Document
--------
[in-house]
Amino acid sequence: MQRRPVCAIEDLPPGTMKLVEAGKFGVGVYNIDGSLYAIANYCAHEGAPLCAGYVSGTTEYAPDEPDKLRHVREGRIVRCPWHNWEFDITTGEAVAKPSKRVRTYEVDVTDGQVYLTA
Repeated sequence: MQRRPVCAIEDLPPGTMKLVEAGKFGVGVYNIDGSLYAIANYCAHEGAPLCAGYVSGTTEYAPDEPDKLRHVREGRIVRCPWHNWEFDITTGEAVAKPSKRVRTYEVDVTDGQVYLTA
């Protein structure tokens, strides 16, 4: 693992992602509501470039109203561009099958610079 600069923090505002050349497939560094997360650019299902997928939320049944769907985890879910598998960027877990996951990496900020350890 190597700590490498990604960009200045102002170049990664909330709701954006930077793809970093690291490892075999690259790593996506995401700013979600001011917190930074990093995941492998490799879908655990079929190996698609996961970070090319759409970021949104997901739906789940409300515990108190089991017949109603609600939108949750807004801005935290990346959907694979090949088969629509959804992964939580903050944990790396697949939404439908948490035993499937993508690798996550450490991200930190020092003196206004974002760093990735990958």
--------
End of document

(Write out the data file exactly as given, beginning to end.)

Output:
[in-house]
Amino acid sequence: MQRRPVCAIEDLPPGTMKLVEAGKFGVGVYNIDGSLYAIANYCAHEGAPLCAGYVSGTTEYAPDEPDKLRHVREGRIVRCPWHNWEFDITTGEAVAKPSKRVRTYEVDVTDGQVYLTA
Repeated sequence: MQRRPVCAIEDLPPGTMKLVEAGKFGVGVYNIDGSLYAIANYCAHEGAPLCAGYVSGTTEYAPDEPDKLRHVREGRIVRCPWHNWEFDITTGEAVAKPSKRVRTYEVDVTDGQVYLTA
């Protein structure tokens, strides 16, 4: 693992992602509501470039109203561009099958610079 600069923090505002050349497939560094997360650019299902997928939320049944769907985890879910598998960027877990996951990496900020350890 190597700590490498990604960009200045102002170049990664909330709701954006930077793809970093690291490892075999690259790593996506995401700013979600001011917190930074990093995941492998490799879908655990079929190996698609996961970070090319759409970021949104997901739906789940409300515990108190089991017949109603609600939108949750807004801005935290990346959907694979090949088969629509959804992964939580903050944990790396697949939404439908948490035993499937993508690798996550450490991200930190020092003196206004974002760093990735990958």